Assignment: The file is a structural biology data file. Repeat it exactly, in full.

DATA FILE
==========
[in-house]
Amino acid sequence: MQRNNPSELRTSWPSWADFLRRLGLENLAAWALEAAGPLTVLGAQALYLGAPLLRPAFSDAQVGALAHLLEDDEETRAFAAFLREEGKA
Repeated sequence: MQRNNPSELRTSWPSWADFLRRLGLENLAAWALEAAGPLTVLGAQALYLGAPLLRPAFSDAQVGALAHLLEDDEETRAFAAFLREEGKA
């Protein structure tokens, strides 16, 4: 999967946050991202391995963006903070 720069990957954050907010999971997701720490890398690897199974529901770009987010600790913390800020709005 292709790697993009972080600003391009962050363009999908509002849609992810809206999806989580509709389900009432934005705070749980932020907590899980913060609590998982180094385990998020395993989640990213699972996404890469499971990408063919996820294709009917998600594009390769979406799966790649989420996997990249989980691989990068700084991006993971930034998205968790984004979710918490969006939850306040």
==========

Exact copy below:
[in-house]
Amino acid sequence: MQRNNPSELRTSWPSWADFLRRLGLENLAAWALEAAGPLTVLGAQALYLGAPLLRPAFSDAQVGALAHLLEDDEETRAFAAFLREEGKA
Repeated sequence: MQRNNPSELRTSWPSWADFLRRLGLENLAAWALEAAGPLTVLGAQALYLGAPLLRPAFSDAQVGALAHLLEDDEETRAFAAFLREEGKA
């Protein structure tokens, strides 16, 4: 999967946050991202391995963006903070 720069990957954050907010999971997701720490890398690897199974529901770009987010600790913390800020709005 292709790697993009972080600003391009962050363009999908509002849609992810809206999806989580509709389900009432934005705070749980932020907590899980913060609590998982180094385990998020395993989640990213699972996404890469499971990408063919996820294709009917998600594009390769979406799966790649989420996997990249989980691989990068700084991006993971930034998205968790984004979710918490969006939850306040």